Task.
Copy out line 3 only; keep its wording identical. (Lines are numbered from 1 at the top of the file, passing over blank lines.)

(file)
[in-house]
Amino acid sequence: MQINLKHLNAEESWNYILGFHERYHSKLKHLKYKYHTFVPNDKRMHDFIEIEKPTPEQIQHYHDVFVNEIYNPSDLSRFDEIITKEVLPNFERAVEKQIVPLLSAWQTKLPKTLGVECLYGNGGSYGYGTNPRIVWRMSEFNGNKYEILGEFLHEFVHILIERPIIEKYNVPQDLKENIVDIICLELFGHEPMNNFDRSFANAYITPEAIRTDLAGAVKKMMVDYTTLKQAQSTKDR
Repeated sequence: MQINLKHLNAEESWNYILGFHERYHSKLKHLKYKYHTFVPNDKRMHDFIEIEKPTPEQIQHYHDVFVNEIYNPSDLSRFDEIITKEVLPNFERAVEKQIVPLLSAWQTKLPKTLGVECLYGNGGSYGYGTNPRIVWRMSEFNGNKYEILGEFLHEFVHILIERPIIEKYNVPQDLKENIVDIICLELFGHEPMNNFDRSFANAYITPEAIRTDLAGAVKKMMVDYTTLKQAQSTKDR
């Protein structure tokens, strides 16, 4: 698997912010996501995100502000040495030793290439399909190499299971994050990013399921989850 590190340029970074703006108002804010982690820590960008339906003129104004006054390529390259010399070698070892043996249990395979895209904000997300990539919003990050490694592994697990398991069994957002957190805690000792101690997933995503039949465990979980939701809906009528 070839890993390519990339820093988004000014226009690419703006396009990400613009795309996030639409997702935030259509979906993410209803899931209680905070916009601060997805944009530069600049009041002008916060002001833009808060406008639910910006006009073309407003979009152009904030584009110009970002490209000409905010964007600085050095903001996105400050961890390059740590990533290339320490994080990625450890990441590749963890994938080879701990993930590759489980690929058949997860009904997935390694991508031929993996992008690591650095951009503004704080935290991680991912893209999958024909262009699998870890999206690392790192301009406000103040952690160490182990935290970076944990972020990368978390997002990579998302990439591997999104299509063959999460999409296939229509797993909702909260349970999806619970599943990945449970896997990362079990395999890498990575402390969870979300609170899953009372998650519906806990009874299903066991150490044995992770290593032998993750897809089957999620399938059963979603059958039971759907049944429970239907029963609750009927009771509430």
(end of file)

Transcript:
Repeated sequence: MQINLKHLNAEESWNYILGFHERYHSKLKHLKYKYHTFVPNDKRMHDFIEIEKPTPEQIQHYHDVFVNEIYNPSDLSRFDEIITKEVLPNFERAVEKQIVPLLSAWQTKLPKTLGVECLYGNGGSYGYGTNPRIVWRMSEFNGNKYEILGEFLHEFVHILIERPIIEKYNVPQDLKENIVDIICLELFGHEPMNNFDRSFANAYITPEAIRTDLAGAVKKMMVDYTTLKQAQSTKDR